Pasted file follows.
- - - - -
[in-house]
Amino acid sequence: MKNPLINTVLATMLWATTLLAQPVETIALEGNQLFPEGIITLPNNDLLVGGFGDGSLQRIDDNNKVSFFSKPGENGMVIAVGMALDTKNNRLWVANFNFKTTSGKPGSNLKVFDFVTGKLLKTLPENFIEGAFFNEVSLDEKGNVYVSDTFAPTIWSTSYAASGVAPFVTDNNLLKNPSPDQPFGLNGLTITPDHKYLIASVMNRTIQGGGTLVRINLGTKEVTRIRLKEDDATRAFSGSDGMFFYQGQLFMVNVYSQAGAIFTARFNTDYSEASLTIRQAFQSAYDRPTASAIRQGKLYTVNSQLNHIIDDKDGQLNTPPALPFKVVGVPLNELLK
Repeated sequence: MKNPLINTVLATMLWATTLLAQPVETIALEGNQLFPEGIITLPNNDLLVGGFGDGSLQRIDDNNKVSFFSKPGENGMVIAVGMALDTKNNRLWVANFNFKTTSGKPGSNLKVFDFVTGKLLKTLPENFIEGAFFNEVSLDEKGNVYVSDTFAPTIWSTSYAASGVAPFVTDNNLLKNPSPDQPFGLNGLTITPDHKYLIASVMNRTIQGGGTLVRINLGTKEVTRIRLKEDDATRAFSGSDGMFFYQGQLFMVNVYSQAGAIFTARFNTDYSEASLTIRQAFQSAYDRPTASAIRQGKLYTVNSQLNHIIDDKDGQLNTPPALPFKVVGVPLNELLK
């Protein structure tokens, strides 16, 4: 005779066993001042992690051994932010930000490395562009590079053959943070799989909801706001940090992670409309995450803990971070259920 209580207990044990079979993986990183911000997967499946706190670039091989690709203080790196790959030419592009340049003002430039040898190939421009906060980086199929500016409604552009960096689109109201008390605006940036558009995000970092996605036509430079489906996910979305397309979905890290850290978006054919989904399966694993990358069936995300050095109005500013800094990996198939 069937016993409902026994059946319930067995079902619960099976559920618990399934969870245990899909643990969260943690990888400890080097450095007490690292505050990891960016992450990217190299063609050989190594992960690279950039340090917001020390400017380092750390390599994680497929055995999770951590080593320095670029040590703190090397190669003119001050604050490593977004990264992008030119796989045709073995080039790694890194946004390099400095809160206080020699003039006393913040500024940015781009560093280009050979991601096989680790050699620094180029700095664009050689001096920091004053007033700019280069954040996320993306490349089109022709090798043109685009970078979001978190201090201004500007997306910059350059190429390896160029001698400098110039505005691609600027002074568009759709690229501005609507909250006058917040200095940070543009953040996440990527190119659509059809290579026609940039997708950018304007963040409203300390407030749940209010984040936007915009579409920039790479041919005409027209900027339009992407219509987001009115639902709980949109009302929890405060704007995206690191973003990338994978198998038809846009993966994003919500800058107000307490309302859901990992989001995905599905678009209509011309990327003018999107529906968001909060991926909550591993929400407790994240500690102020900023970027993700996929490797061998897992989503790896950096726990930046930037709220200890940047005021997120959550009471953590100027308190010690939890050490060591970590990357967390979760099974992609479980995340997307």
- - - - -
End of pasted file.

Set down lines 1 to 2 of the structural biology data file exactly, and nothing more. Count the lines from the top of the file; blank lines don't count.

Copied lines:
[in-house]
Amino acid sequence: MKNPLINTVLATMLWATTLLAQPVETIALEGNQLFPEGIITLPNNDLLVGGFGDGSLQRIDDNNKVSFFSKPGENGMVIAVGMALDTKNNRLWVANFNFKTTSGKPGSNLKVFDFVTGKLLKTLPENFIEGAFFNEVSLDEKGNVYVSDTFAPTIWSTSYAASGVAPFVTDNNLLKNPSPDQPFGLNGLTITPDHKYLIASVMNRTIQGGGTLVRINLGTKEVTRIRLKEDDATRAFSGSDGMFFYQGQLFMVNVYSQAGAIFTARFNTDYSEASLTIRQAFQSAYDRPTASAIRQGKLYTVNSQLNHIIDDKDGQLNTPPALPFKVVGVPLNELLK